L. Adams Beck, whose tales of the East have been a distinguished feature of the present volume of the Atlantic, writes: —

I cannot express what I have learned from the Orient. Ex Oriente lux is, I believe, a simple statement of truth. I have had many talks with the wise men of the East. A little knowledge and a great love have opened many closed doors.

William Beebe is now on duty at the Tropical Research Station (at Kartabo, British Guiana) of the New York Zoölogical Society, of which station he is Director. A. Clutton-Brock, an English man of letters, lecturer, essayist, and lover of gardens, is art critic of the Times.Frances Lester Warner is connected with the English Composition Department of Wellesley College. Samuel McChord Crothers is minister of the First (Unitarian) Church of Cambridge, Massachusetts. F. Jacquelin Swords sends this first contribution to the Atlantic from New York City. Elizabeth Madox Roberts, a student in the University of Chicago, writes concerning her poems — of which we propose to print others in January — that they are autobiographical, and that the people in them belong to the old Kentucky town which is her home.

The letters of Alice G. Masaryk from her prison in Vienna were written in German and have been translated by Miss Fjeril Hess, of the Young Women’s Christian Association Unit in Czecho-Slovakia, which was responsible for the acquisition, translating, and editing of the letters. Strictly speaking, Professor Masaryk has not been chosen President of the Republic for life; but the new Constitution significantly provides that only the first president may be selected for more than two consecutive terms. The letters referred to in the November Column as having been published recently in Prague were those written by Miss Masaryk to Miss Kotikova. We were in error in stating in the introduction to the letters that Miss Masaryk was in residence at Hull House. She received her training in social work at the University of Chicago Settlement under Mary McDowell. Charles S. Brooks is a familiar American essayist, author of Pippins and Cheese and other volumes full of the flavor of a pleasant and contented leisure. The paper on ‘The Wild West,’ by Edward Townsend Booth, of Plainfield, New Jersey, is based on personal experience.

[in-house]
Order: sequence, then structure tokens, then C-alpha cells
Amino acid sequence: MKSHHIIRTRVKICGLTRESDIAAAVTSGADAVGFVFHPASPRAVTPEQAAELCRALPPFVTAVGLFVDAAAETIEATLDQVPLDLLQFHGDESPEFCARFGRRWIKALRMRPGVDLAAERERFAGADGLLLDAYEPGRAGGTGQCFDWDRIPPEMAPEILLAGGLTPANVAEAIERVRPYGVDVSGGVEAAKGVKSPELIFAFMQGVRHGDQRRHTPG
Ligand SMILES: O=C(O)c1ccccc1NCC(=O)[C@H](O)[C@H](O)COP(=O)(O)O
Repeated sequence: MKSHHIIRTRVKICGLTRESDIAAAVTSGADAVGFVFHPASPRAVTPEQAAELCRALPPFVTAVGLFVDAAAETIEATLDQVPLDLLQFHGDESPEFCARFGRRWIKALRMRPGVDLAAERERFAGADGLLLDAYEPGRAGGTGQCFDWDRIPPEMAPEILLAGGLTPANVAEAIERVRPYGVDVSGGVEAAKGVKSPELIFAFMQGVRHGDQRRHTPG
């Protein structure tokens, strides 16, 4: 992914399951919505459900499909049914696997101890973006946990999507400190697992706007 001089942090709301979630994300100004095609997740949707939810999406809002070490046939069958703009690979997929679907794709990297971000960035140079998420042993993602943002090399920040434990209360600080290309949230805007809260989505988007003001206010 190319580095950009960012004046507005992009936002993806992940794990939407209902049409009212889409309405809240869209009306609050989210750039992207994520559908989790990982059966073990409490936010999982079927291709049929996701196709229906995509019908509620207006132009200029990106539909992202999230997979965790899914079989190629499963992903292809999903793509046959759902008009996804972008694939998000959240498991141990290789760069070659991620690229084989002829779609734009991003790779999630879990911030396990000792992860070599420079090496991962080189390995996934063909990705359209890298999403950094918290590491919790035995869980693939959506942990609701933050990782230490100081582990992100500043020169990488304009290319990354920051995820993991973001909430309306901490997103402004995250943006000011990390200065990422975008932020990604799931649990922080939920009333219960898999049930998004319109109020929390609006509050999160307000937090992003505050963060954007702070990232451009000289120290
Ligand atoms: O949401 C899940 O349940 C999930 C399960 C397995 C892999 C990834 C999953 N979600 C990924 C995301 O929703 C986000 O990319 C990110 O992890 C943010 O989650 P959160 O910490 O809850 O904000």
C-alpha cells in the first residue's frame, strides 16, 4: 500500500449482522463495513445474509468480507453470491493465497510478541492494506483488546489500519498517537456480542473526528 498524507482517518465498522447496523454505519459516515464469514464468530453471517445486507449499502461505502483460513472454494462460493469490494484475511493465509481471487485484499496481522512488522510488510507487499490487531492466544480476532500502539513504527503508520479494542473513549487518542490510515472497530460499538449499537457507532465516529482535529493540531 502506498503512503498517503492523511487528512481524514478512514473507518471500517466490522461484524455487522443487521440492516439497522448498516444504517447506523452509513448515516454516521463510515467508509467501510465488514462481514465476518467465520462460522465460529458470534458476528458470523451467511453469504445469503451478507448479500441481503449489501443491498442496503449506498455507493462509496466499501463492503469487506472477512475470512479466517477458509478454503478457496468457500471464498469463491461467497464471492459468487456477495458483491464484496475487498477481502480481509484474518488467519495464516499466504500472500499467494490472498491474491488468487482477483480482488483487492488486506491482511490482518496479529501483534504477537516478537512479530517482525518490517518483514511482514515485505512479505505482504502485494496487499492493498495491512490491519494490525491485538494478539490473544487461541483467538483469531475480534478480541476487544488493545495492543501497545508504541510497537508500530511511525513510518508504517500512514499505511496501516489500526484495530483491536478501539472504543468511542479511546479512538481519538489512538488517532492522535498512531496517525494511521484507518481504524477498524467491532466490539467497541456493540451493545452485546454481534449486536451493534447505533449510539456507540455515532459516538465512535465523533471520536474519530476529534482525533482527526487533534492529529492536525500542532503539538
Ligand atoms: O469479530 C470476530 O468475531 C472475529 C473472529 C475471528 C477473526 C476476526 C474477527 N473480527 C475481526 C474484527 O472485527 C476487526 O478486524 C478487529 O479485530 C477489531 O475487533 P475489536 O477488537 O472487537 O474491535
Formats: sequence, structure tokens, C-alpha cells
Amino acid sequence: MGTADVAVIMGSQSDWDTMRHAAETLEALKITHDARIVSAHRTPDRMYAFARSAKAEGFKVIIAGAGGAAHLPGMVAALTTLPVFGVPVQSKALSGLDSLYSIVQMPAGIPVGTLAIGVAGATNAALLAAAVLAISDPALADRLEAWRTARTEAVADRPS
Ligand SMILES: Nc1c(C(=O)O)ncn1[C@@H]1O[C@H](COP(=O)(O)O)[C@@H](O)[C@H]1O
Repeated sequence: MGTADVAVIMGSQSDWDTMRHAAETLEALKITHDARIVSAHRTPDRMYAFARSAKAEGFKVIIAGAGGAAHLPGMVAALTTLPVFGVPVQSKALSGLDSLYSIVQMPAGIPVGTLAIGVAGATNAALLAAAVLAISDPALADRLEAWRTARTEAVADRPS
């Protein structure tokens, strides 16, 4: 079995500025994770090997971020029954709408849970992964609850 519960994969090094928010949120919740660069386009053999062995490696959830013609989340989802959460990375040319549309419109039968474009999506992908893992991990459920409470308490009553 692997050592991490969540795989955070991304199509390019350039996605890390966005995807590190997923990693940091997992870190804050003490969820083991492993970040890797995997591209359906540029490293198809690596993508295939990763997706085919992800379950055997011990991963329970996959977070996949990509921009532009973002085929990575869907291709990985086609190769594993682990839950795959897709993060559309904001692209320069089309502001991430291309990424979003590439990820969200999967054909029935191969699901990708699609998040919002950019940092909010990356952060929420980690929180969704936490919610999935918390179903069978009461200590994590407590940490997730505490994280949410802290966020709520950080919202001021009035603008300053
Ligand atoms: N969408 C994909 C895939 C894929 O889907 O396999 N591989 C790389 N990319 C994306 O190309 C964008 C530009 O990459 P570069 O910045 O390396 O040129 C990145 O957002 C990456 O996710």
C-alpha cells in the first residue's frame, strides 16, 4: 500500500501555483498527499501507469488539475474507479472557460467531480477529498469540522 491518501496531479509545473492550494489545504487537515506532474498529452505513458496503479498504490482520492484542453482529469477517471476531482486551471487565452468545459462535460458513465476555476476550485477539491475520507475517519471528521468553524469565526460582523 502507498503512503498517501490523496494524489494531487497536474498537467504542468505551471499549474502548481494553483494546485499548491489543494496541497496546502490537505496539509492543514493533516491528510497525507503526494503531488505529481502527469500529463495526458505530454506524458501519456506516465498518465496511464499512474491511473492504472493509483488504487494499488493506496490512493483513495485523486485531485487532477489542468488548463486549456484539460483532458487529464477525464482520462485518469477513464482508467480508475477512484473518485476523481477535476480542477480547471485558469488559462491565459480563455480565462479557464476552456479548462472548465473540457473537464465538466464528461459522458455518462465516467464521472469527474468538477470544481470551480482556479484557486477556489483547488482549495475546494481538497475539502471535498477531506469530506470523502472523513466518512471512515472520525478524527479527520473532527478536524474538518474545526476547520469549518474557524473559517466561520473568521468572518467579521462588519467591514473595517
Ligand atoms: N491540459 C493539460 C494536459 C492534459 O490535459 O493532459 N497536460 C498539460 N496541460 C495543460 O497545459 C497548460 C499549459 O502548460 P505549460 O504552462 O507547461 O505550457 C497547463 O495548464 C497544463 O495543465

My first job [he writes] was rough carpentering and concrete work, and lasted until the first cutting of alfalfa, which I weathered as a ‘shocker,’ spike-pitcher, and weigh-master. When the hay was baled and shipped, I found work as an irrigator, and irrigated until the second cutting. I went through the second cutting in the terrific heat of midsummer, and had to rest for ten days at Mount Rainier, where I had interesting experiences traveling as a ‘working stiff’ in overalls and with an untrimmed beard. Finally, I went through the wheat harvest as a shocker.

Harriet A. Smith, as a member of a Red Cross Unit organized to accompany the Near East Relief Commission to Asiatic Turkey, arrived in Urfa in full time to share the discomforts and anxieties of the twomonths’ siege of that city in the spring of this year. The tragedy that followed the raising of the siege is described in the concluding installment of her diary, to appear in January. James Park is a practising attorney of San Antonio, Texas. Laura Spencer Portor; story-teller, essayist, and poet, whose name has long been familiar to our readers, is on the editorial staff of the Woman’s Home Companion.William G. Landon, of Heath, Massachusetts, discusses the problem of the ‘Soaring Hawk’ from the standpoint of one who has had experience as a ‘bird-man.’ Lucy Elliot Keeler is the accomplished librarian of the Fremont (Ohio) Public Library.

Charlotte Kellogg (Mrs. Vernon Kellogg) has recently returned from a trip which took her on the adventurous course that she describes in this paper. Henry Walsworth Kinney, a graduate of Copenhagen University, was long editor of the Hilo Tribune, and later Superintendent of Public Instruction for the Territory of Hawaii. He is now on the staff of an English-language magazine in Tokyo, and correspondent of American papers. Bernhard Knollenberg is a practising lawyer in New York City, associated with the firm of Root, Clark, Buckner and Howland. P. W. Harrison has been for many years working in Arabia, as a member of the staff of the Arabian Mission of the Reformed Church.